This is inflammatory stuff [...]. — bdonline.co.uk
“The School of Architecture has a long history of helping to reshape and revitalize the South Florida community,” said Rodolphe el-Khoury, dean of the University of Miami School of Architecture. “We are pleased that Knight Foundation has chosen to support this unique project that will have a lasting impact on communities in need of assistance.” — University of Miami School of Architecture
The University of Miami School of Architecture today announced a plan to bring “third places” – community spaces, marketplaces, incubators and training centers – into two underserved Miami neighborhoods with $650,000 from the John S. and James L. Knight Foundation.The Third Place...
The strategy, she said, is “minimum intervention.” The point is to preserve the objects and buildings, not beautify them. Every year, as more survivors die, the work becomes more important. “Within 20 years, there will be only these objects speaking for this place,” she said. — New York Times
The Four Level, or Stack as it’s sometimes known, was the first interchange of its kind when it fully opened in 1953. [...]
It may seem a cliche to simply associate LA with its freeways, but the connection between the infrastructure and the city’s image is strong. It’s not just about driving, it’s about a new form of urban living in the postwar era [...]
“LA kind of emerged at the forefront of that development and it became recognised as a freeway metropolis” — theguardian.com
This is a tale of two new West Loop high-rises and what they say about Chicago's apartment building boom, which has restored construction cranes to the skyline but has yet to give us architecture with a capital "A."
The buildings — the underwhelming Arkadia Tower in Greektown and the better-than-average JeffJack Apartments west of Union Station — are the latest products of the construction surge [...]. — chicagotribune.com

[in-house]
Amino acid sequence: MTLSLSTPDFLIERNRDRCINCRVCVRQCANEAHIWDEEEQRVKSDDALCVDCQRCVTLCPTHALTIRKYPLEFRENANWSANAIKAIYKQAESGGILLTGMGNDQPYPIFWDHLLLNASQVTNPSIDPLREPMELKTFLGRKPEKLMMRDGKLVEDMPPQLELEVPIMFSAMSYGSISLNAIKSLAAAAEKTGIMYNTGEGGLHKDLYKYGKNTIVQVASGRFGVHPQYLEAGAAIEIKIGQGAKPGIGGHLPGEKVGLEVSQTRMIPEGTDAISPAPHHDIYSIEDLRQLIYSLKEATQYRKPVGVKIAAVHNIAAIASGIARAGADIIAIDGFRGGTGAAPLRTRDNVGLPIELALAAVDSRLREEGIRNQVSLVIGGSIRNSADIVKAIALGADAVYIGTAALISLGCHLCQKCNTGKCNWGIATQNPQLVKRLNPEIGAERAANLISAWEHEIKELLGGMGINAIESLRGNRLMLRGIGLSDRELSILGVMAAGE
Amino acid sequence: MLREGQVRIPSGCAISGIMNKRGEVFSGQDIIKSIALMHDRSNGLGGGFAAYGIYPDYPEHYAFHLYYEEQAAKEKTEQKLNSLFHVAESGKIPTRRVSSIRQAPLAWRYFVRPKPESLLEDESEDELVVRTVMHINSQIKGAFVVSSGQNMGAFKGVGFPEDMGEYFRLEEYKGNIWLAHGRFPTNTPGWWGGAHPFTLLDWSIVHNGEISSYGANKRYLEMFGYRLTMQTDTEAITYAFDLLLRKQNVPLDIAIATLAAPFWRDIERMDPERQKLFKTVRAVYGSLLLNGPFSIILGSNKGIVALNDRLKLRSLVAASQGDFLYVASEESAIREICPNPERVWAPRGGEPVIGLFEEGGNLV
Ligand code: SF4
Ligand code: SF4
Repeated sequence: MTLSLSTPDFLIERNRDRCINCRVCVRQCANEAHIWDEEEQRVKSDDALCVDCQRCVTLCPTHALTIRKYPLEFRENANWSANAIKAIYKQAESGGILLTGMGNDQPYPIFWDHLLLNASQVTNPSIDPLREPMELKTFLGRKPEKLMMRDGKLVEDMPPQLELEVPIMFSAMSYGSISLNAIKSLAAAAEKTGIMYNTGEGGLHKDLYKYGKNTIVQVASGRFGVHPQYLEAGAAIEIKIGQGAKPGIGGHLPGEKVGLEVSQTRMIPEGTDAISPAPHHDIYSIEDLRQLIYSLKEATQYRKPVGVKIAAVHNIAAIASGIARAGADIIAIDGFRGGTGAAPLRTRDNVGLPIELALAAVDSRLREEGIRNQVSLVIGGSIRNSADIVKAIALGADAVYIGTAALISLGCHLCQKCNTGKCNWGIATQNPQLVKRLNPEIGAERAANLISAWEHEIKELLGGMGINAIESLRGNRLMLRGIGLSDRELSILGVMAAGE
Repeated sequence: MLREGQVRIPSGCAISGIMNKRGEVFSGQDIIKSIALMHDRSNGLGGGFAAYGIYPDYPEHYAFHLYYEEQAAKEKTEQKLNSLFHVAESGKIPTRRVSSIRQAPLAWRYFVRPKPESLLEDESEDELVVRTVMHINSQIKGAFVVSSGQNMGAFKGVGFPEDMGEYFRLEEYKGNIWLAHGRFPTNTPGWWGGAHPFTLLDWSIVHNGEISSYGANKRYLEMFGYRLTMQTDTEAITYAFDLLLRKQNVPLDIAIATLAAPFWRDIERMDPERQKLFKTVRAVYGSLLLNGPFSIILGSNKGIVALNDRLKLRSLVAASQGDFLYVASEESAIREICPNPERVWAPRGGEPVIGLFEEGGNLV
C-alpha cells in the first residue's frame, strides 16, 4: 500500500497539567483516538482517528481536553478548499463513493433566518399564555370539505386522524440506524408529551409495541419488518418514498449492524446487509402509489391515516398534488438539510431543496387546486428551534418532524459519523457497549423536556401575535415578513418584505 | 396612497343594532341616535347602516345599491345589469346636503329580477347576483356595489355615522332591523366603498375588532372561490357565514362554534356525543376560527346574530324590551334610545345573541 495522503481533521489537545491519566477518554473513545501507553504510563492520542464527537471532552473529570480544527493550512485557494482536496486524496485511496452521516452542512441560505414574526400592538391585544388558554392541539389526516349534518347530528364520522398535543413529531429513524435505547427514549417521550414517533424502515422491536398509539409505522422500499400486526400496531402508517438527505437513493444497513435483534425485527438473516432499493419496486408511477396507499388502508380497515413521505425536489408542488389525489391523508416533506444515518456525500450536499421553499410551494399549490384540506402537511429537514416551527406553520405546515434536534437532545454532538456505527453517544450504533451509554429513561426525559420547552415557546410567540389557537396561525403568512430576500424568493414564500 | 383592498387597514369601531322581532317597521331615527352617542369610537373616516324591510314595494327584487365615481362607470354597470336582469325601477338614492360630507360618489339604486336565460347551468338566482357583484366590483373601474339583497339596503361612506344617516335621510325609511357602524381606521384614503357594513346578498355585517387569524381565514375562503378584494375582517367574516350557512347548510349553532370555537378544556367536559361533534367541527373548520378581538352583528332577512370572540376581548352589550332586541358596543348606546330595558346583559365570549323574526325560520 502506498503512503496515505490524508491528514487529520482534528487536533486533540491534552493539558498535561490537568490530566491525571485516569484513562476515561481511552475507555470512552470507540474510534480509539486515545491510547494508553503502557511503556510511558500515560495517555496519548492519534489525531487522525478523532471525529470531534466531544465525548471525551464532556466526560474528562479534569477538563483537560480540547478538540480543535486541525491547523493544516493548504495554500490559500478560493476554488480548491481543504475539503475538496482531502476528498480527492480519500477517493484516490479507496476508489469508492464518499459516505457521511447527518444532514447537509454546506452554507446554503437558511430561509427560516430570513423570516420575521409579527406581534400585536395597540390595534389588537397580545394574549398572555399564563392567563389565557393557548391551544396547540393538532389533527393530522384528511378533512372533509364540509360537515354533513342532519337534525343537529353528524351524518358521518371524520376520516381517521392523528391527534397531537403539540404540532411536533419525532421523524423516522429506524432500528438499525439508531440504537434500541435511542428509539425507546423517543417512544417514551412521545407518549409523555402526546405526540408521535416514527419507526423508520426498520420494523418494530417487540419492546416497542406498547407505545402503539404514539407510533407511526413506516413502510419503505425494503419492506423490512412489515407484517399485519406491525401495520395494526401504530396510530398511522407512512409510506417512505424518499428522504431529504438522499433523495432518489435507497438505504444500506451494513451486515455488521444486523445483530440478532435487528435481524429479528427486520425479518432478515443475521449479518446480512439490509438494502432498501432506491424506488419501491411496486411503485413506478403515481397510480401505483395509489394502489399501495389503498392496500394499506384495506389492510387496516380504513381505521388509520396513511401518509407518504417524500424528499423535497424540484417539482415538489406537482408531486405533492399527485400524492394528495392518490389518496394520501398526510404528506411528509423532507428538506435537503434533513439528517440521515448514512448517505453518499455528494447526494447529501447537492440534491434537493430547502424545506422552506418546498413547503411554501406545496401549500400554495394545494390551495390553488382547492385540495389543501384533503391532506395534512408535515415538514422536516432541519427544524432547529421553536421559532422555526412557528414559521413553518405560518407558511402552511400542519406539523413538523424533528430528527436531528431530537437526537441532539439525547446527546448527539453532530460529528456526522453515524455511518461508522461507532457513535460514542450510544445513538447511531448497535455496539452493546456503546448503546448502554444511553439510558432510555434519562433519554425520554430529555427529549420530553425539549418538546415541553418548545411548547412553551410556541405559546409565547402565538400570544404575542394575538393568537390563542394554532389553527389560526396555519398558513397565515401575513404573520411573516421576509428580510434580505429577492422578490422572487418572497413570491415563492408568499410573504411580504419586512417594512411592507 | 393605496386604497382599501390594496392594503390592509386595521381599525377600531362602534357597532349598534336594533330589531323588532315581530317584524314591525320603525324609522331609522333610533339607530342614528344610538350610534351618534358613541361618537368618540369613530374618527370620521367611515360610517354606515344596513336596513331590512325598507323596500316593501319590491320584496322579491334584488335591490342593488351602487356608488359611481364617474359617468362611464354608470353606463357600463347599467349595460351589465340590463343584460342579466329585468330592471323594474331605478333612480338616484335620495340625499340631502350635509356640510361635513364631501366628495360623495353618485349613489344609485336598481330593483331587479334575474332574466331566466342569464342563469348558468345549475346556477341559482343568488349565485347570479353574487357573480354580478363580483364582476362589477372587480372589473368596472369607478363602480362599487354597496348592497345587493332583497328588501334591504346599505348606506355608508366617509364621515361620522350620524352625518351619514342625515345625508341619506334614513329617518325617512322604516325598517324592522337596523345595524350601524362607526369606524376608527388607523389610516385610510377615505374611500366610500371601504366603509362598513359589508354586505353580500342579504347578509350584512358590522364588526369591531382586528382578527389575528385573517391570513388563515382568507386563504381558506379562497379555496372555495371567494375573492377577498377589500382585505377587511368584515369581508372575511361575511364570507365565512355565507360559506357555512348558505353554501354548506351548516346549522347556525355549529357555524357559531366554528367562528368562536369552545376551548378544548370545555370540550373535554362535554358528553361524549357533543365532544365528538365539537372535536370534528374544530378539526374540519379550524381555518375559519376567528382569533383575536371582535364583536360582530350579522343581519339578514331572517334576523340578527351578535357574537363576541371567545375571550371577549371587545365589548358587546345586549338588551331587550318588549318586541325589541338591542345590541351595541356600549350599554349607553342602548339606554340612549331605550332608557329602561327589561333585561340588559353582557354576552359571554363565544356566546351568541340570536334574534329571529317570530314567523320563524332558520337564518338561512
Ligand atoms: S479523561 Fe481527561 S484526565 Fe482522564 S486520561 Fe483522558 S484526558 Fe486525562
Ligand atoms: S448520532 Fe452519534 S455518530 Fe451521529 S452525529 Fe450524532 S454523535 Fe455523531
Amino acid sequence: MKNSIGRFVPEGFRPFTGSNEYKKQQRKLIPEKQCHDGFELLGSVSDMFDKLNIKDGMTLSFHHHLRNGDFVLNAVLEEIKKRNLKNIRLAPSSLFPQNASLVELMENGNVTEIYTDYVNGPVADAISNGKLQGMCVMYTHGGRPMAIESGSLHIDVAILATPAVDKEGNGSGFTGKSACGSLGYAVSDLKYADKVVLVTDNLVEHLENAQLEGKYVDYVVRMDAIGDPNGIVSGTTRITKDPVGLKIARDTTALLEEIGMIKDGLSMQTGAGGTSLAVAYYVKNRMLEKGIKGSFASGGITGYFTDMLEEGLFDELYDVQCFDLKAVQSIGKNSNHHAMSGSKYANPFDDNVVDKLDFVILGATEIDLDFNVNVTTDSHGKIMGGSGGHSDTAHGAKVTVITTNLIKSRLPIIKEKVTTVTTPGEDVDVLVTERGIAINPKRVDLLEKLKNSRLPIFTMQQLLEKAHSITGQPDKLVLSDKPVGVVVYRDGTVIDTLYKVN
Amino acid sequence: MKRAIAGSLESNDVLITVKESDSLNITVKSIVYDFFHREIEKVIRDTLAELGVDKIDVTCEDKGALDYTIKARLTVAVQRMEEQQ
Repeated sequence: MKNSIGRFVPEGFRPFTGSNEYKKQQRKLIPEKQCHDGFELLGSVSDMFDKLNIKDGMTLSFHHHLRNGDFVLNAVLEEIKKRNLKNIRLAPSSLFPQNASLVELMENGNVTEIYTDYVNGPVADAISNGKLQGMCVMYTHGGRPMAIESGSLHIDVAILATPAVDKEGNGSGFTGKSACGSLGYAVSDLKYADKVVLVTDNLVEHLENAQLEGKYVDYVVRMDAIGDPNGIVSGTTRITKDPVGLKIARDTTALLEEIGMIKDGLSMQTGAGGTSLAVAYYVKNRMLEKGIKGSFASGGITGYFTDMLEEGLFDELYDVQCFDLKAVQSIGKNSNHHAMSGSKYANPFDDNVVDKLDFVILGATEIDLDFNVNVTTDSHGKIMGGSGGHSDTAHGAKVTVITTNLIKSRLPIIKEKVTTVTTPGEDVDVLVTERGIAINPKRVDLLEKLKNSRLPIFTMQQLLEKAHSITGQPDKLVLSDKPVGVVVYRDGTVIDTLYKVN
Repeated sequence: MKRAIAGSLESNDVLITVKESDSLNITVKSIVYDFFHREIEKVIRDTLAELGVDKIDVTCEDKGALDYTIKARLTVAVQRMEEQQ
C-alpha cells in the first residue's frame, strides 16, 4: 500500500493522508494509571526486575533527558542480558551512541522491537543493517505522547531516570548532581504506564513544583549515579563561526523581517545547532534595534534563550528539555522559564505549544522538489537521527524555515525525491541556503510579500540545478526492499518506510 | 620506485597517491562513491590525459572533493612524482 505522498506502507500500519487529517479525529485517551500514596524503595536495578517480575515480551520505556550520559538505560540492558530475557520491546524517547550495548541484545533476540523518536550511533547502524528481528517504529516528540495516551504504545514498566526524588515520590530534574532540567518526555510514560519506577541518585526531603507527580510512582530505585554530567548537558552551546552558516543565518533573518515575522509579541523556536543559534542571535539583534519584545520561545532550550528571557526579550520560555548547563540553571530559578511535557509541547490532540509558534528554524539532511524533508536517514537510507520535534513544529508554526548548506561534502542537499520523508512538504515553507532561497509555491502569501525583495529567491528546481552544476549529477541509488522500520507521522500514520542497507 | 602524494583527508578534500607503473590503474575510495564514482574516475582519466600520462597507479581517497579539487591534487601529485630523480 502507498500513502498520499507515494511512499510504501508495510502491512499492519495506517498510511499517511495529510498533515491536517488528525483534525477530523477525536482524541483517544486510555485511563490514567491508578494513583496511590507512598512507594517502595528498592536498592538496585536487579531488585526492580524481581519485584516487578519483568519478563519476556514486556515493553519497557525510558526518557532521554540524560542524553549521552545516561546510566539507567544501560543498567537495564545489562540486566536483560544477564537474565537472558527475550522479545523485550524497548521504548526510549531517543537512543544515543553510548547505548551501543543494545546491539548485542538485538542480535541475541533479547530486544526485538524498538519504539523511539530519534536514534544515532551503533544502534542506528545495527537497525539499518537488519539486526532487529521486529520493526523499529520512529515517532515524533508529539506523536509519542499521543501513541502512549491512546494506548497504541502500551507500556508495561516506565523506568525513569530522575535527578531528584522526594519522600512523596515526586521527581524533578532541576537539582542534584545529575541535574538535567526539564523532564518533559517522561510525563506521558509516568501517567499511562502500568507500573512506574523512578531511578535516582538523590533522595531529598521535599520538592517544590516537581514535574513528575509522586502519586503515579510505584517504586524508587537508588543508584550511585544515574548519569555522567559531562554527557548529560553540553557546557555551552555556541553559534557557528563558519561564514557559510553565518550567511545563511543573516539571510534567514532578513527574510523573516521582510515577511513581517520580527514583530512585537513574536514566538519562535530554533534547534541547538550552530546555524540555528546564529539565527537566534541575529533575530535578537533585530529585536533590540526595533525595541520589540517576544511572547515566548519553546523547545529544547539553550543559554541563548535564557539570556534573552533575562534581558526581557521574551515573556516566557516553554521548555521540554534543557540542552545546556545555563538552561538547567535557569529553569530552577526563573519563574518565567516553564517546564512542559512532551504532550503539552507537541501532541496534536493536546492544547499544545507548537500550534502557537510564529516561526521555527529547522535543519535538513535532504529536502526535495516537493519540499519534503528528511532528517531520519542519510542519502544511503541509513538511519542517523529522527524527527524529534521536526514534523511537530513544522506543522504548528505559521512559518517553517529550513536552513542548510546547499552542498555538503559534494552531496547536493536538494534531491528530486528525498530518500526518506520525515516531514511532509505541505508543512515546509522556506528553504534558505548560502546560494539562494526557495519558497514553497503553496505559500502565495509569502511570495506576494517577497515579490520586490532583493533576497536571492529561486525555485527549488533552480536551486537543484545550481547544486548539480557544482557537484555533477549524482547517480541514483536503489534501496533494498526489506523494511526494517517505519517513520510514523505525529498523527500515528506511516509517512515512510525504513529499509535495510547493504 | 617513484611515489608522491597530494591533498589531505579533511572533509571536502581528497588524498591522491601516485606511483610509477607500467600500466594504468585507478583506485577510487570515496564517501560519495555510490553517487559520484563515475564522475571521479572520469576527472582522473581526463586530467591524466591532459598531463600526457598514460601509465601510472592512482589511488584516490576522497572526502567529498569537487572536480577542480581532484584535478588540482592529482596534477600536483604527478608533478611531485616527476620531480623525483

Perhaps the most important and widely-used building material, concrete also has an enormous environmental impact. This is largely because in order to produce one ton of cement – the material that binds together rock aggregate in concrete – about 900 kg of C02 are emitted. In fact, the concrete...
The Miami Center for Architecture and Design has two and a half years to find new digs. The landlord, Stambul, has declined to renew the lease on their current location, a grand two floor space in the Old U.S. Post Office which the Miami Chapter of the American Institute of Architects meticulously brought back to life. — miami.curbed.com
Eisenhower Memorial Commission chairman Rocco Siciliano will step down as leader of the board but will remain a member [...]
Siciliano, who is 93, is a World War II veteran who served as a special assistant to Eisenhower in the White House ... The commission’s founding chairman, he suggested the board elect Sen. Pat Roberts (R-KS) to succeed him. [...]
“We need a tough Marine like him to bring this project to conclusion.” — washingtonpost.com
This is the latest bump in the tumultuous saga that is Gehry's Eisenhower Memorial, however it doesn't necessarily mean the project will suffer more delays. Siciliano's suggested successor, Roberts, assured his fellow commissioners in an email that Eisenhower's family was coming around to the...